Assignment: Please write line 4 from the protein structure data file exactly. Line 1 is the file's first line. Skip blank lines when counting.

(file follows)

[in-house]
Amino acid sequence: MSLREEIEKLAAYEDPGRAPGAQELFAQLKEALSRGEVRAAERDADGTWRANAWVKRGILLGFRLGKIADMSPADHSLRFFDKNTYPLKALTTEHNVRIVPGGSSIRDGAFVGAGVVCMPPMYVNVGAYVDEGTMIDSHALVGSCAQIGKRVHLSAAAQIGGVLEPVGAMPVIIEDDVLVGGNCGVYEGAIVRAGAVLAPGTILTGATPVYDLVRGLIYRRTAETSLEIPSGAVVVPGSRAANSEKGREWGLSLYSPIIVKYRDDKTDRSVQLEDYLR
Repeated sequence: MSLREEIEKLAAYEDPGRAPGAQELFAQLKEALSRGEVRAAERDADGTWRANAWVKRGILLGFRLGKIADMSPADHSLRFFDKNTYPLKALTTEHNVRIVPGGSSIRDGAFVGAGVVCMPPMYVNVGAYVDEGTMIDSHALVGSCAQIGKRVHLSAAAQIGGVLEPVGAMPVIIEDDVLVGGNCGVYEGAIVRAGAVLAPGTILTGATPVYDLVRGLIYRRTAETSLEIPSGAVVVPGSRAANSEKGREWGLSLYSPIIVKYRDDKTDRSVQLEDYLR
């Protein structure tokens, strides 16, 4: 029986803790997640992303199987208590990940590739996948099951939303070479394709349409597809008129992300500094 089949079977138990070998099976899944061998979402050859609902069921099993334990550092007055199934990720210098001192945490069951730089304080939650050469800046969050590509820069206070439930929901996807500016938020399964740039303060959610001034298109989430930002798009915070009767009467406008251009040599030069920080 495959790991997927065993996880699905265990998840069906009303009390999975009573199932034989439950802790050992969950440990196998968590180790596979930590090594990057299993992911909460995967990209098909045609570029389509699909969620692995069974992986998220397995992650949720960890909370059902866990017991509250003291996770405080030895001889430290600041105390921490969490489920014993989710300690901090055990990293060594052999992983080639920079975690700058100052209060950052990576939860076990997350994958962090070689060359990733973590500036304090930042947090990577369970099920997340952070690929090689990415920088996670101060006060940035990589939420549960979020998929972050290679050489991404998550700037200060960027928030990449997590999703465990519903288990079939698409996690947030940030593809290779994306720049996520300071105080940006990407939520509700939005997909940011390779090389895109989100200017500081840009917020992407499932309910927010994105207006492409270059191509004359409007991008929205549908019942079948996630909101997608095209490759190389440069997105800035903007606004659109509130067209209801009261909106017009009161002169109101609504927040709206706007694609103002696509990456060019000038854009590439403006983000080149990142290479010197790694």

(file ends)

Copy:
């Protein structure tokens, strides 16, 4: 029986803790997640992303199987208590990940590739996948099951939303070479394709349409597809008129992300500094 089949079977138990070998099976899944061998979402050859609902069921099993334990550092007055199934990720210098001192945490069951730089304080939650050469800046969050590509820069206070439930929901996807500016938020399964740039303060959610001034298109989430930002798009915070009767009467406008251009040599030069920080 495959790991997927065993996880699905265990998840069906009303009390999975009573199932034989439950802790050992969950440990196998968590180790596979930590090594990057299993992911909460995967990209098909045609570029389509699909969620692995069974992986998220397995992650949720960890909370059902866990017991509250003291996770405080030895001889430290600041105390921490969490489920014993989710300690901090055990990293060594052999992983080639920079975690700058100052209060950052990576939860076990997350994958962090070689060359990733973590500036304090930042947090990577369970099920997340952070690929090689990415920088996670101060006060940035990589939420549960979020998929972050290679050489991404998550700037200060960027928030990449997590999703465990519903288990079939698409996690947030940030593809290779994306720049996520300071105080940006990407939520509700939005997909940011390779090389895109989100200017500081840009917020992407499932309910927010994105207006492409270059191509004359409007991008929205549908019942079948996630909101997608095209490759190389440069997105800035903007606004659109509130067209209801009261909106017009009161002169109101609504927040709206706007694609103002696509990456060019000038854009590439403006983000080149990142290479010197790694």